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The traditional belief is that the name "red herring" had to do with training hounds to follow a scent during a fox hunt. The contemporary believe is that it was a literary device invented in 1807 by an Englishman and really had nothing to do with hunting.

Regardless, the red herring argument is also called a smoke screen and a wild goose chase. Based on those names, you likely know its purpose is to divert attention from the real argument by providing a clue that misleads the target.

Here are a few examples:

We should make academic requirements stricter for students because we are in a budget crisis and do not want funding reduced.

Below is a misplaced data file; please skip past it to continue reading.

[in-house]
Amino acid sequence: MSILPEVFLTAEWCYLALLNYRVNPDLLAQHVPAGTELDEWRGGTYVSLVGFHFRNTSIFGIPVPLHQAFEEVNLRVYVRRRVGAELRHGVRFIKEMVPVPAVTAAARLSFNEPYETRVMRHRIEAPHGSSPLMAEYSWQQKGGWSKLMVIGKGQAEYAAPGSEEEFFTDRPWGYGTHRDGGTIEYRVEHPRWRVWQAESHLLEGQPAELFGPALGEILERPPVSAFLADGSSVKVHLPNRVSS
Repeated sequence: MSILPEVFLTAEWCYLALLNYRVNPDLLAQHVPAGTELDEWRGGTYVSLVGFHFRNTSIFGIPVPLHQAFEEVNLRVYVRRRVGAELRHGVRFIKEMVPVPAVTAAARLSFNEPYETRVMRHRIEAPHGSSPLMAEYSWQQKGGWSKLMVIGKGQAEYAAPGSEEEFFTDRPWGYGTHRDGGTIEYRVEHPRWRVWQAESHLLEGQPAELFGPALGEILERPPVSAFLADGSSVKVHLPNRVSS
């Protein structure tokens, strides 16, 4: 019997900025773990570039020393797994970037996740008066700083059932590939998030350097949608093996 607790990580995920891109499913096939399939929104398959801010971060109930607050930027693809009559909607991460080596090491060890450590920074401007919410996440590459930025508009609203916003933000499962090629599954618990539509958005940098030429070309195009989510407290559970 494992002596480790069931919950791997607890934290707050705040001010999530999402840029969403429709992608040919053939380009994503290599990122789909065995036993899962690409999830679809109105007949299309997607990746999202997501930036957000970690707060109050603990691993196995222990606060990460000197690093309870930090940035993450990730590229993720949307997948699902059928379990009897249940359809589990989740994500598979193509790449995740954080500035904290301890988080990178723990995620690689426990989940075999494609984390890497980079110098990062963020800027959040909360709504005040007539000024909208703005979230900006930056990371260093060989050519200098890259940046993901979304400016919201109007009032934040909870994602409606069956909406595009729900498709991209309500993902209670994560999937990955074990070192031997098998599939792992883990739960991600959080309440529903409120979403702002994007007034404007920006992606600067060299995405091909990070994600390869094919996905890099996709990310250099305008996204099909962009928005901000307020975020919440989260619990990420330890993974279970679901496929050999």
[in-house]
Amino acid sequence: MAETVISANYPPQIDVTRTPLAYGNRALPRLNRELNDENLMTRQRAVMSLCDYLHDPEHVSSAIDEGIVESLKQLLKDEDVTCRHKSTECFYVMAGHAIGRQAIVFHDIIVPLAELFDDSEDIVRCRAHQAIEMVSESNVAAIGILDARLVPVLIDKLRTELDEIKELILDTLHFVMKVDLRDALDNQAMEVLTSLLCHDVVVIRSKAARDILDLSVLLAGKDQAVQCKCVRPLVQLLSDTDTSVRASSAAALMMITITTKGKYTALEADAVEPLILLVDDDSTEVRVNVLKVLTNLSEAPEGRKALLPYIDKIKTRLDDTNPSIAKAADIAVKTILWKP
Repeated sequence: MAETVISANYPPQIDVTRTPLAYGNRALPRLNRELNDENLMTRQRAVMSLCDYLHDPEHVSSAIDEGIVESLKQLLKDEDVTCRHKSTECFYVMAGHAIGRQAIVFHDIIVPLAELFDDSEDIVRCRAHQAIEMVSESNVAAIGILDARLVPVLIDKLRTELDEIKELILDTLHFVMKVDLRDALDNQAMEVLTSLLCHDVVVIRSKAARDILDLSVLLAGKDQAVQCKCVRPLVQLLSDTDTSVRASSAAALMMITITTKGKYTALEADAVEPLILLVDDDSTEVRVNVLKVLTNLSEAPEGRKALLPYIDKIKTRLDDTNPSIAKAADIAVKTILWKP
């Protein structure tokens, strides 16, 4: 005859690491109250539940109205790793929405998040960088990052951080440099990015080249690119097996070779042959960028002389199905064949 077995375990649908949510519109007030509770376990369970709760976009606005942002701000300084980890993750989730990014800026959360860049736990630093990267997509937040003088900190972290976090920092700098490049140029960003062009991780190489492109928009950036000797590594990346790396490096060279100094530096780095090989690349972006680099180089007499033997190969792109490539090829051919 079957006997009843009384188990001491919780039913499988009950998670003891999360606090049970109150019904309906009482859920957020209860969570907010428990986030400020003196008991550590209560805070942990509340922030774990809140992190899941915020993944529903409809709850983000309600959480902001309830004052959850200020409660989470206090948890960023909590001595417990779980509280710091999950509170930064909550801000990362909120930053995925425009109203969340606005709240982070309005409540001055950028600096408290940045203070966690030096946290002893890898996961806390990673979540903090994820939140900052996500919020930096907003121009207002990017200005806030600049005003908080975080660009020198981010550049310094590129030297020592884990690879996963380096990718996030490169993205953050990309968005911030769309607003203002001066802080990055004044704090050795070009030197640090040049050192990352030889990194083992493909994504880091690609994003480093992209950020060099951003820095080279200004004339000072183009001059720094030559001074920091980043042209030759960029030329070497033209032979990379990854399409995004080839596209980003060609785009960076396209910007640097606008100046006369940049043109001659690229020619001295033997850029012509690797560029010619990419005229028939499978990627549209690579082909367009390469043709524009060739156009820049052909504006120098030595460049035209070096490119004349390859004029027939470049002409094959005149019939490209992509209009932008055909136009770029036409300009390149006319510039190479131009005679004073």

Notice, the second part of the sentence has nothing to do with the first. The budget crisis is a red herring because it sends the listener's attention away from the issue of stricter academic requirements.

This one is a real life example:

Question: "Which Iraqi opposition groups favor the intense bombings likely to be conducted by the Americans?"

Response: "The Iraqi opposition groups want the removal of Saddam Hussein...the fact is Saddam Hussein has carried out the wholesale slaughter of large numbers of his people..."

Notice, the response does not answer the question and instead distracts the argument with the more general topic of Hussein's regime.

The greatest problem with the red herring, like other logical fallacies we have studied is that it takes attention away from the argument and refocuses it onto something that is usually damaging to the opponent or the opposing argument.